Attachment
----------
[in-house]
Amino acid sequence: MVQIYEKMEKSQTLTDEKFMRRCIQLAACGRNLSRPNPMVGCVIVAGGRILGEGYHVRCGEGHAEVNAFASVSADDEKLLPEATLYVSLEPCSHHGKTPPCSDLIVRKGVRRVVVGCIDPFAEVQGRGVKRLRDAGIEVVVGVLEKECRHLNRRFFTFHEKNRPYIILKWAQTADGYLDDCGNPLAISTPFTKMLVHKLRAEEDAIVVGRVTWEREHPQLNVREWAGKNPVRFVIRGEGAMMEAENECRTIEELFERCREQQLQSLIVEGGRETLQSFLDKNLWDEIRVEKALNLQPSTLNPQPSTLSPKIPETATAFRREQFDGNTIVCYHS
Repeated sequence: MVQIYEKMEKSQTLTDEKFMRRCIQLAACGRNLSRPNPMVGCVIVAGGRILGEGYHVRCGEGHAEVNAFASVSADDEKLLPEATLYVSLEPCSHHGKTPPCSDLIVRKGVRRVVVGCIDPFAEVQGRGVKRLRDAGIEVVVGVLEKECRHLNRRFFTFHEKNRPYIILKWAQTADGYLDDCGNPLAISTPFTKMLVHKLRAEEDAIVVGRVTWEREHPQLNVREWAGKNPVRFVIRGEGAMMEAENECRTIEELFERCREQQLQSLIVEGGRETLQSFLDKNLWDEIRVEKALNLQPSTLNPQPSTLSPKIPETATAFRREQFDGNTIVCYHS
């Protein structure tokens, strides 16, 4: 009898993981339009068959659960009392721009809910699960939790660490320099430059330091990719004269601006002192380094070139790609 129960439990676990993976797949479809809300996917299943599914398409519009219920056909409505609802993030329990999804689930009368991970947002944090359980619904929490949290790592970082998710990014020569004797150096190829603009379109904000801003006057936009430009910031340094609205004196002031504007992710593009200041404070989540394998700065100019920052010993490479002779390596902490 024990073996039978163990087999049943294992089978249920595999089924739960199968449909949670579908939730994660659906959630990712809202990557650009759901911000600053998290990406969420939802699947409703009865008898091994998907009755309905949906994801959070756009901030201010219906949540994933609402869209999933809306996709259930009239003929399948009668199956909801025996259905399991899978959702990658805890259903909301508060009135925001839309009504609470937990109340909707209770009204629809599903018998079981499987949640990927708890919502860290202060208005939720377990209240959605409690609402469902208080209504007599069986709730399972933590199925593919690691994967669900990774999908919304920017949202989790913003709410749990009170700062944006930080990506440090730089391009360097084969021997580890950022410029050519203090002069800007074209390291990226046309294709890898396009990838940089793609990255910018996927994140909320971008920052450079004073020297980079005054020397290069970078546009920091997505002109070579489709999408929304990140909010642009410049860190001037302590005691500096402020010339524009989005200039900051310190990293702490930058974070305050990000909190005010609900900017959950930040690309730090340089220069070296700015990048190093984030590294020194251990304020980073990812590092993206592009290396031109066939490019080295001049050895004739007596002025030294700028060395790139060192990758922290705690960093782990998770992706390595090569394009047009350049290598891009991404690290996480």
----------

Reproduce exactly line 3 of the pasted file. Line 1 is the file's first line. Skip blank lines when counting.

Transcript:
Repeated sequence: MVQIYEKMEKSQTLTDEKFMRRCIQLAACGRNLSRPNPMVGCVIVAGGRILGEGYHVRCGEGHAEVNAFASVSADDEKLLPEATLYVSLEPCSHHGKTPPCSDLIVRKGVRRVVVGCIDPFAEVQGRGVKRLRDAGIEVVVGVLEKECRHLNRRFFTFHEKNRPYIILKWAQTADGYLDDCGNPLAISTPFTKMLVHKLRAEEDAIVVGRVTWEREHPQLNVREWAGKNPVRFVIRGEGAMMEAENECRTIEELFERCREQQLQSLIVEGGRETLQSFLDKNLWDEIRVEKALNLQPSTLNPQPSTLSPKIPETATAFRREQFDGNTIVCYHS